Mulberries are a problem in his apple and peach orchards. He cuts them back every year, but birds will land in the branches, drop mulberry seeds, and the cycle starts all over again, he said.
Hahn likes apple varieties that coincide with his sweet corn season, like Ginger Gold and Zestar. Gala is his most dependable variety. He grows Honeycrisp, too, but bitter pit has been a problem. Calcium sprays are helping him stay on top of that. Despite its problems, Honeycrisp is worth the effort.
“People beg for them,” he said. “If you sell retail apples, make sure you plant Honeycrisp.”
He doesn’t charge more for Honeycrisp, even though people will pay more. His sweet corn prices are on the higher end, so if customers also buy Honeycrisp apples, he wants them to leave knowing they got a good deal.
Sweet corn is Hahn’s “bread and butter,” his most profitable crop. He’s very particular about the varieties he grows. He wants to keep his customers happy, because happy customers keep coming back.
“I grow more for the customer than for yield,” he said. “They want a nice ear.”
He usually starts picking corn between July 15 and July 20, but it was about 10 days early this year. Summer was hot and dry, but some timely rain in June kept his corn from wilting completely. Weather and fluctuating temperatures are an annual challenge, but breezes from Lake Erie help keep his sweet corn cool in spring. They also delay peach bloom a little bit, he said.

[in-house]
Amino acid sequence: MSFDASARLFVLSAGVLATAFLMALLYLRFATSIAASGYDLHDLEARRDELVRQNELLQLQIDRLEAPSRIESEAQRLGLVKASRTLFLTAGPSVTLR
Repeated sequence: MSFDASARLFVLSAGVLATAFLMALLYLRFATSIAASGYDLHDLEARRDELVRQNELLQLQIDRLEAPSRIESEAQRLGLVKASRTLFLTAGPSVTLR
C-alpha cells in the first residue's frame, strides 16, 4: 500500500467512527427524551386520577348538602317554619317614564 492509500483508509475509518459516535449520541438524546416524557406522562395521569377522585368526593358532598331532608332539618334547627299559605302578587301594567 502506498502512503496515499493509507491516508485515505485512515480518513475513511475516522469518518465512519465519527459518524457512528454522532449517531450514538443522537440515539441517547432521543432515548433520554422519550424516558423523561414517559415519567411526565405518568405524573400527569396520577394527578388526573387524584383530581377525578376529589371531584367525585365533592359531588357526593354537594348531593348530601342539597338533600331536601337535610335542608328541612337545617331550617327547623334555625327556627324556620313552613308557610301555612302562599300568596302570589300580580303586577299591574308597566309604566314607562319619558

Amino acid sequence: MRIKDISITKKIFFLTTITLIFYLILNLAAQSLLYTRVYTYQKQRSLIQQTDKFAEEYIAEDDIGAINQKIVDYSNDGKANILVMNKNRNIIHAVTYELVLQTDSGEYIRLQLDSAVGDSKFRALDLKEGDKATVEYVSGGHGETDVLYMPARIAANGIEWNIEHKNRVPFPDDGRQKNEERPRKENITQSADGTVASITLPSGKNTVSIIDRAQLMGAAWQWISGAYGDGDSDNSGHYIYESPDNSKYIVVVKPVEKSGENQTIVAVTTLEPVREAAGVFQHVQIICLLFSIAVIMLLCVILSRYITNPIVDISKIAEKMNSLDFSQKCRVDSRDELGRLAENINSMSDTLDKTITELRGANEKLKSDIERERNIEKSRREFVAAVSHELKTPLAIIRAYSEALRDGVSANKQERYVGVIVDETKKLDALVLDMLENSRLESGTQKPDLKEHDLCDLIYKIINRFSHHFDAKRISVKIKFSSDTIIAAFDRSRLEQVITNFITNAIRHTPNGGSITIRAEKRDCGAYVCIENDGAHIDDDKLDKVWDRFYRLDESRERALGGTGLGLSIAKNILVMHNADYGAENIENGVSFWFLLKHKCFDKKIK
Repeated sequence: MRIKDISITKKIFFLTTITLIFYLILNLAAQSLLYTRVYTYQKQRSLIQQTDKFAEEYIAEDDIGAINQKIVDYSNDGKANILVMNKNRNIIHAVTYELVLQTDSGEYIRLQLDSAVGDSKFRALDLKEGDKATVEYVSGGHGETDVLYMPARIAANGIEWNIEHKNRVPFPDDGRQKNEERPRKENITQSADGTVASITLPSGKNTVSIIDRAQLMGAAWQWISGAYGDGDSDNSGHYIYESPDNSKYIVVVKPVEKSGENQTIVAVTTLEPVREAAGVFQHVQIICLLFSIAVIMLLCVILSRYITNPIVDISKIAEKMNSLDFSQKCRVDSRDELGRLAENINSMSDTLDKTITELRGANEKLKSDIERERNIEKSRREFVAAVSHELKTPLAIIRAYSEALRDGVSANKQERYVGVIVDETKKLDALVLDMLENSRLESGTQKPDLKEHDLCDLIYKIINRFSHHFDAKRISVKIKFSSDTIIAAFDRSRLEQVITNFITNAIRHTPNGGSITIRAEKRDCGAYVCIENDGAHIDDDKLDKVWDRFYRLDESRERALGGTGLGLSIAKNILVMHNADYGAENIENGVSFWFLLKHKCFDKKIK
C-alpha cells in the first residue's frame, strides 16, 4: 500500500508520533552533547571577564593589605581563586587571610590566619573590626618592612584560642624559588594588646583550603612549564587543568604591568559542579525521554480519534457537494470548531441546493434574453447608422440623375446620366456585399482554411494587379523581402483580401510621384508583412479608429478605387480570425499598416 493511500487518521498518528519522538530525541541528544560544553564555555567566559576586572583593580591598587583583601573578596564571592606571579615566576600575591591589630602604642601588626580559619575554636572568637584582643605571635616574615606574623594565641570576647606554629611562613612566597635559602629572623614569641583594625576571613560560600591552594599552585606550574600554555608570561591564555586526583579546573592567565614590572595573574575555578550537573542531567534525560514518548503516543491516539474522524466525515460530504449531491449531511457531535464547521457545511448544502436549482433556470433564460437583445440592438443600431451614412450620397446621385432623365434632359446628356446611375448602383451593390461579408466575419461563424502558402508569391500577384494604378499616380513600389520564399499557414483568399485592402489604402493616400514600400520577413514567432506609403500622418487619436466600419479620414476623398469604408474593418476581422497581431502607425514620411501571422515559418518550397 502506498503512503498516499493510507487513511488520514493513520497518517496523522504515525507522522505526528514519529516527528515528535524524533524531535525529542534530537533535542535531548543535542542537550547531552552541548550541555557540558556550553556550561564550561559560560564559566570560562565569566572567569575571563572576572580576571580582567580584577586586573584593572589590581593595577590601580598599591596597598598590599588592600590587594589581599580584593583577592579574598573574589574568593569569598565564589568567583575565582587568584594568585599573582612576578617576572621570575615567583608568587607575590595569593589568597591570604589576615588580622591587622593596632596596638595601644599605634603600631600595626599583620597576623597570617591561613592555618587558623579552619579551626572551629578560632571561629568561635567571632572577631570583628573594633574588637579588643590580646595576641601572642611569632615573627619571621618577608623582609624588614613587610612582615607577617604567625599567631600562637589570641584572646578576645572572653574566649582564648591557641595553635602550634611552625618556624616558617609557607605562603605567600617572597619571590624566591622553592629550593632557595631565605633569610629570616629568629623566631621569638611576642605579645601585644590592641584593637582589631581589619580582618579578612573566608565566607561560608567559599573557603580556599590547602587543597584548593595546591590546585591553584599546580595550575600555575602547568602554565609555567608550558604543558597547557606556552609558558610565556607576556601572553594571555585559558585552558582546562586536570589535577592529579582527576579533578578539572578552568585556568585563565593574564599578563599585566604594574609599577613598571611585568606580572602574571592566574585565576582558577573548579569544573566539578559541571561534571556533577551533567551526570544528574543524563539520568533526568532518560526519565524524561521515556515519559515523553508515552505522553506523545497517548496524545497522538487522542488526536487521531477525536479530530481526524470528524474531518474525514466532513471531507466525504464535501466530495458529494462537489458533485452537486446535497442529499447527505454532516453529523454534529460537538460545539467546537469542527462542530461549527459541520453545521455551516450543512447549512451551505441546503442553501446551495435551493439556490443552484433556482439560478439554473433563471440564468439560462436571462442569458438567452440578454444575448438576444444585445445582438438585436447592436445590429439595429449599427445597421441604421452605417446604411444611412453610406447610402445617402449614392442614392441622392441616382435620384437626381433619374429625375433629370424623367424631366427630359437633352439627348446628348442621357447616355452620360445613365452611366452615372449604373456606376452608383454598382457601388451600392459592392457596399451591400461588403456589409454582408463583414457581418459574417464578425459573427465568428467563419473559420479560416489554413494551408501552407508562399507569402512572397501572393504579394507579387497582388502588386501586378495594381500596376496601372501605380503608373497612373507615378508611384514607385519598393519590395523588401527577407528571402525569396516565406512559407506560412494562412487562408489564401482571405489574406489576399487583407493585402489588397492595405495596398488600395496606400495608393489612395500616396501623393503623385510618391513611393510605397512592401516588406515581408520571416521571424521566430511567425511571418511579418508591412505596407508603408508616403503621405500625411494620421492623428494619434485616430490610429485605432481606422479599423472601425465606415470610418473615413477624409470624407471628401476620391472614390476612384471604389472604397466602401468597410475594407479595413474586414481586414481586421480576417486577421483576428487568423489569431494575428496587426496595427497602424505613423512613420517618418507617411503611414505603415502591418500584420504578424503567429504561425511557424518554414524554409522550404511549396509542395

But being close to Lake Erie isn’t entirely a blessing. Big flocks of blackbirds roost in marshes near the lake. When they swarm inland looking for food, Hahn’s farm is usually the first one they hit. Thousands of birds have attacked his sweet corn in late July and early August. At one point, about 10 years ago, they were wreaking so much havoc that he almost stopped growing sweet corn altogether. They would pretty much clean out the entire field, sometimes within a day or two of picking, he said.
Using a combination of distress callers, a propane cannon and the occasional shotgun, he can keep the bird problem somewhat under control. By mid-August, the birds usually move on to nearby field corn, which is typically ripe by then, he said.
As far as other pests, raccoons are a constant problem, and deer like to rub against his trees in fall, Hahn said.